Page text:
Parks Canada Agency
YUKON and BRITISH COLUMBIA
The Secretariat of the United Nations Educational Scientific and Cultural Organization (UNESCO) and the World Heritage Centre do not represent or endorse the accuracy or reliability of any advice, opinion, statement or other information or documentation provided by the States Parties to the World Heritage Convention to the Secretariat of UNESCO or to the World Heritage Centre.
The publication of any such advice, opinion, statement or other information documentation on the World Heritage Centre’s website and/or on working documents also does not imply the expression of any opinion whatsoever on the part of the Secretariat of UNESCO or of the World Heritage Centre concerning the legal status of any country, territory, city or area or of its boundaries.
Property names are listed in the language in which they have been submitted by the State Party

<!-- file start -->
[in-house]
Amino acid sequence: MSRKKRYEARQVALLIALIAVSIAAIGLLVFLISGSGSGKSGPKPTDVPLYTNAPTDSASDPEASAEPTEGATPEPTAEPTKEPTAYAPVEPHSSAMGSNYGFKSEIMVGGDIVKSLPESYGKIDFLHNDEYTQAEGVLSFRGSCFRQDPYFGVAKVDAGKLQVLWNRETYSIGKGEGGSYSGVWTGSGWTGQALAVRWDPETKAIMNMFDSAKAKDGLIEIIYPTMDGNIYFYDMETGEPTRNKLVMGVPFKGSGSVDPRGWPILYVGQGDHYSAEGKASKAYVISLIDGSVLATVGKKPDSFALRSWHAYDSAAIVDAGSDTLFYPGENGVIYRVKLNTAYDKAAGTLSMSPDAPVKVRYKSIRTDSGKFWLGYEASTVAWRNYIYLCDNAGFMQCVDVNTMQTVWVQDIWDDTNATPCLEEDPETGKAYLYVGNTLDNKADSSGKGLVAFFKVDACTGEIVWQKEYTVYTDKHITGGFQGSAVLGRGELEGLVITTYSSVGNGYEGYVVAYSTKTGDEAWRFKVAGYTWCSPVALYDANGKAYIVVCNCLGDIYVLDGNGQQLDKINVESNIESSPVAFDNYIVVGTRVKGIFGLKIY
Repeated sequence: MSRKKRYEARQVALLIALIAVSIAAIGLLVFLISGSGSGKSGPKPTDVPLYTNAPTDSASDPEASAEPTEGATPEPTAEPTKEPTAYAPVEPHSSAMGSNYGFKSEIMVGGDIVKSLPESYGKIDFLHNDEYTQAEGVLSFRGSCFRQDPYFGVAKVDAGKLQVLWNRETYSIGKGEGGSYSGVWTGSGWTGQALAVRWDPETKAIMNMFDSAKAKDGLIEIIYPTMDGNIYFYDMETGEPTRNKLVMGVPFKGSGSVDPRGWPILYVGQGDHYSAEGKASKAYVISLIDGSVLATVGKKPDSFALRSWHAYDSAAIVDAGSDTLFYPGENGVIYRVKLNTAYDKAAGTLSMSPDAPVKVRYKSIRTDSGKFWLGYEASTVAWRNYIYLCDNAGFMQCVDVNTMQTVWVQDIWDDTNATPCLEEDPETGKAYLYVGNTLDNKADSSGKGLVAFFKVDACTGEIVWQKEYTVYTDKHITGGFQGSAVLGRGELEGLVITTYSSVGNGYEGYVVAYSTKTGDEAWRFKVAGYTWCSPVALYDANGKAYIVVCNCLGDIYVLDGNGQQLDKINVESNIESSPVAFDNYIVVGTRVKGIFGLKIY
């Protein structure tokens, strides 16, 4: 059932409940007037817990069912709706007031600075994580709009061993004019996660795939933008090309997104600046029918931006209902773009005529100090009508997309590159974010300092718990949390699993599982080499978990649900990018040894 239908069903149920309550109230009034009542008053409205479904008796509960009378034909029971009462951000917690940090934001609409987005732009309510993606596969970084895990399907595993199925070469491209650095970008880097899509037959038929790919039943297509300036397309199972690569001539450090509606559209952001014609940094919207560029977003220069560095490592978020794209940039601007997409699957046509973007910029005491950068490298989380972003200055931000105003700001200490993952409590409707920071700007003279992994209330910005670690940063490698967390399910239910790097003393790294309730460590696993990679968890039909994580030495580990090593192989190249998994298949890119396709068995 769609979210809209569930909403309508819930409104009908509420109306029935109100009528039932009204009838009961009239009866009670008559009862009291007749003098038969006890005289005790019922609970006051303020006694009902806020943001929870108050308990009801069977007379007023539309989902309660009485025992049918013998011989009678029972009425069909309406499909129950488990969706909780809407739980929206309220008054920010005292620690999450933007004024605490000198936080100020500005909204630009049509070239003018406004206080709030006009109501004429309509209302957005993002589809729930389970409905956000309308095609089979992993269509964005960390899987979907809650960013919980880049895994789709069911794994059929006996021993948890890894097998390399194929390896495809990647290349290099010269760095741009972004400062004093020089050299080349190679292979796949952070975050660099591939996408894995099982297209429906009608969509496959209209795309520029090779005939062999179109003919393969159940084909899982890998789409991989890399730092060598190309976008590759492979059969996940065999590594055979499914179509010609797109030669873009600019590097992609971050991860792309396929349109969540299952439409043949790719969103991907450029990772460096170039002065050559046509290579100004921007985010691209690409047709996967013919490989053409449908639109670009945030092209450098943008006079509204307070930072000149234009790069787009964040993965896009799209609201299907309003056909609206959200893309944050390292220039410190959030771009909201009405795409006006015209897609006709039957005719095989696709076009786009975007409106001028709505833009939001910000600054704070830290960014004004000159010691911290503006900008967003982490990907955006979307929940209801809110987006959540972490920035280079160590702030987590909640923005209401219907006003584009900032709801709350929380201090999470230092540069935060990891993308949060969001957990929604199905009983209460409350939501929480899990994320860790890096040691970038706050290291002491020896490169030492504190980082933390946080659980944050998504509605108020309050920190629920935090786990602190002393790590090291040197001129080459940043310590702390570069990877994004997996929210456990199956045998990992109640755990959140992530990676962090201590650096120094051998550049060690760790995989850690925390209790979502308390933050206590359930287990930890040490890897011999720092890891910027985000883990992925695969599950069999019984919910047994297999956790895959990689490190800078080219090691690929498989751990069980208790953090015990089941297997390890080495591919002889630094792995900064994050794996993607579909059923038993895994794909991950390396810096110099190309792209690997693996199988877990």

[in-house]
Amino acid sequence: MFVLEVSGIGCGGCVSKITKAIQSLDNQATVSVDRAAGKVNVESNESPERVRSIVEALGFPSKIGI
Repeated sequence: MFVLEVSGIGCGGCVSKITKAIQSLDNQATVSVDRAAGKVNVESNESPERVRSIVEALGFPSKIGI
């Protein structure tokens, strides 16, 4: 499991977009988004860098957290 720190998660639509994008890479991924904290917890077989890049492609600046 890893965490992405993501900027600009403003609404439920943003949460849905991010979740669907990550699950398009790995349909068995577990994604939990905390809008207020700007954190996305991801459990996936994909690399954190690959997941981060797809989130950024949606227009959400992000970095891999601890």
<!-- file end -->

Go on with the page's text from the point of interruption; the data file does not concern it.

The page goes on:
The transboundary serial cultural landscapes in First Nations traditional territories, including the Tr’ochëk fishing camp, and the Chilkoot Trail, the Klondike gold fields and the historic district of Dawson, illustrate life before, during and after the Klondike Gold Rush of 1896-1898, the last and most renowned of the world’s great 19th century gold rushes. First Nations story cycles and languages articulate this environment, which reflects centuries of continuing indigenous use as well as the physical and cultural transformations wrought by a half-century of corporate mining. The 53-km Chilkoot Trail, from Taiya Inlet in Alaska over the Coast Mountains to the headwaters of the Yukon River in British Columbia, links the Pacific coast to the Yukon interior. An Aboriginal trade and travel route for centuries, the trail brought thousands of Stampeders to the Klondike gold fields from 1896 to 1898. Downriver from this commemorative trail, at the confluence of the Klondike and Yukon rivers, is the Tr’ochëk fishing camp, the centre of the Tr’ondëk Hwëch’in traditional territory. Dawson sits opposite. Its hastily constructed, false-fronted wooden buildings, with some relicts and open spaces amid them, illustrate life during the gold rush and after. More opulent administrative and institutional buildings speak to the one-time prosperity of this former territorial capital. Beyond lie the Klondike gold fields centred on Rabbit (later Bonanza) Creek, site of the 1896 discovery of gold by James “Skookum Jim” Mason (Keish), sites of the labour-intensive individual miner society, the gigantic Dredge No. 4, and massive tailing piles left by corporate mechanized mining. Nearby are the relict mining camp headquarters at Bear Creek. Small-scale mining operations continue in the gold fields today. First Nations and newcomers continue an ongoing cultural accommodation, including negotiated land settlement agreements. The American components of this proposal, including the historic district of Skagway, Alaska, are not yet on the American Tentative List.